Mark Lowe entered the series opener for the Rangers to pitch the bottom of the 11th. B.J. Upton led off the inning and fell behind, 0-2, in the count before fighting back to draw a walk.
Going "0-2 to 4-2 is a concept that I love when we do it offensively, and I hate it when it happens against us," Rays manager Joe Maddon said. "It was a great at-bat by B.J. to start us off."
Maddon actually told Zobrist not to bunt prior to his at-bat.
"He said, 'If B.J. gets on, do not bunt," Zobrist said. "He said, 'swing away.'"
Actually, the thought of not swinging away never entered Zobrist's mind.
"I wasn't thinking about [bunting]," Zobrist said. "I was thinking about what to do with a pitch."
Zobrist got ahead in the count, 2-0, when he connected on a fastball for his 16th home run of the season.
"He threw me two sliders, so I just had to be ready for the fastball if he threw it in a place I could hit it," Zobrist said. "I am just thankful that I was able to get enough of it to get out."
Zobrist's walk-off hit was the third of his career, but the first on a homer in career -- and his life, which explained Zobrist's emotional display rounding first when his right hand shot up in the air.
"That's the first time I've ever done it, never had a walk-off homer in my life," Zobrist said. "So regardless of whether it was Little League, high school, or college. I never did it.
"Today was a fun day. I've thought about it, if it's ever going to happen. You know when you're in the moment, you're just trying to have a good quality at-bat, and I just feel very blessed we were able to win the game tonight."
Zobrist's bat ended what had been a highlight reel for the quality of pitching for both teams.
"It was a pitchers' duel out there all night," Rangers manager Ron Washington said. "[The Rays] got the last blow. You never want to lose. It was a real good game. They had the last opportunity out and they got it done."
Derek Holland started for the Rangers and held the Rays hitless through 3 2/3 innings. But he fell behind, 3-1, to Evan Longoria with two outs in the fourth and the Rays' slugger ripped a 94-mph sinker deep into the left-field stands for his 11th home run of the season. That would be all the Rays could muster against Holland, who struck out a career-high 11 in eight innings while surrendering one run.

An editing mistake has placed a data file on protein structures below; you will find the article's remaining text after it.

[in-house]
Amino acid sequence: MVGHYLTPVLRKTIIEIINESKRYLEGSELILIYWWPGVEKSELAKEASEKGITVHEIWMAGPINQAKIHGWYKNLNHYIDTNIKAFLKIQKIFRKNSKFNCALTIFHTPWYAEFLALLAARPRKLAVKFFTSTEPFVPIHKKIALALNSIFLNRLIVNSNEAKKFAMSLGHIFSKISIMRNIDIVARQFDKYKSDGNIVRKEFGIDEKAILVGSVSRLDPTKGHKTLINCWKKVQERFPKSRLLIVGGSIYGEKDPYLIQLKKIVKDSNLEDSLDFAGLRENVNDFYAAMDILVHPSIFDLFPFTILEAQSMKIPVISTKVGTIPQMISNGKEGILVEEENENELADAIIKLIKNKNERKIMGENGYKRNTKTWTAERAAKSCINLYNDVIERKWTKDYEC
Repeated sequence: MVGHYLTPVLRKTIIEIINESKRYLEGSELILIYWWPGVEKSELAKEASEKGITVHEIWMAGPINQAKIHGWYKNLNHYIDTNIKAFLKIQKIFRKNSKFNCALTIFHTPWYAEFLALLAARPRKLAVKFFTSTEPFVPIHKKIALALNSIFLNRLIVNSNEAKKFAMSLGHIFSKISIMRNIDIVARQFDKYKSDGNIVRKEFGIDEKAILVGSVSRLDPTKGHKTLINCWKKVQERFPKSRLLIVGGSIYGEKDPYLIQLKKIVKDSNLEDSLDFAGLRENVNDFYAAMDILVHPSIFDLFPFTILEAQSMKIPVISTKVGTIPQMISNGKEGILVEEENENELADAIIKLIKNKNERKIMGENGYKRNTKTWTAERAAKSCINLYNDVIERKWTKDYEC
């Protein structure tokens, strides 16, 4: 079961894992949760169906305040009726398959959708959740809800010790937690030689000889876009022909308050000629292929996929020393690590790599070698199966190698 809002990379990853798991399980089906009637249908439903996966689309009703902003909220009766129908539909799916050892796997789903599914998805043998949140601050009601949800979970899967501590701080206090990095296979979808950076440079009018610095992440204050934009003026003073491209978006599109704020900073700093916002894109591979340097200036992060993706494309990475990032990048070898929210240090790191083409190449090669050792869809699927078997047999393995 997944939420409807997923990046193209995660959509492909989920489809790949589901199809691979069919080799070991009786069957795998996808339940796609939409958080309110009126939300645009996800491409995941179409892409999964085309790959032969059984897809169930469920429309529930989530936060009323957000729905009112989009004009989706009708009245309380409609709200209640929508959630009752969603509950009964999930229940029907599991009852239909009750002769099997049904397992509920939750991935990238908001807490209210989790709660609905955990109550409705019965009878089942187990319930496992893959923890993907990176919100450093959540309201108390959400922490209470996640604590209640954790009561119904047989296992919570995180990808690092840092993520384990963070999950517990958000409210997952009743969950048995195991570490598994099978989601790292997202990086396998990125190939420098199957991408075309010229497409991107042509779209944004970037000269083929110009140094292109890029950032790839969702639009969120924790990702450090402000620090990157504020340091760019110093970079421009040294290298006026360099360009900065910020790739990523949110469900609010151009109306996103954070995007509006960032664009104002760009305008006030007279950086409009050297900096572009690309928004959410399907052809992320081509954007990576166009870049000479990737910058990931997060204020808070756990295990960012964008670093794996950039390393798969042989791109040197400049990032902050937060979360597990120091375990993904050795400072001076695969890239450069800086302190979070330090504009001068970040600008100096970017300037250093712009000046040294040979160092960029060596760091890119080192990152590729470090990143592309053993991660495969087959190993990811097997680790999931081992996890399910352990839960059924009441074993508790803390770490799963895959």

Meanwhile, Rays starter Jeremy Hellickson tossed four scoreless frames, before Michael Young connected on a 2-2 changeup, depositing the ball into the left-field stands for his seventh home run of the season to tie the score at 1.
Hellickson recorded his 17th quality start of the season -- holding the Rangers to one run on four hits in six innings in a no-decision.
Both bullpens were solid, particularly Tampa Bay's, as Kyle Farnsworth, Joel Peralta, Fernando Rodney, and Wade Davis covered five scoreless innings, while allowing just one hit with eight strikeouts.
"They all had great stuff, not good stuff, great stuff across the board," Maddon said.
Davis, who earned the win, struck out the side in the 10th.
"That first inning out of Wade was about as electric as you're going to see out of any pitcher," Maddon said.
Davis then returned to pitch the 11th, allowing a leadoff single to David Murphy before striking out the next two hitters. Jose Molina then threw out Murphy attempting to steal second to end the inning.
"I think I was a little stiff from the long inning before," said Davis of the 11th. "I think they went through one or two pitchers, so it took me a little bit to get going, but we got it."
Since the All-Star break, the Rays' bullpen owns a Major League-best 1.39 ERA.
"We've got a lot of competitors down there," Davis said. "We've got a lot of guys who don't give in, ever. You're going to have success when you have guys like that. They're not having bad days every day, and if they are, they're going to come out and they're going to compete. It's pretty fun to watch."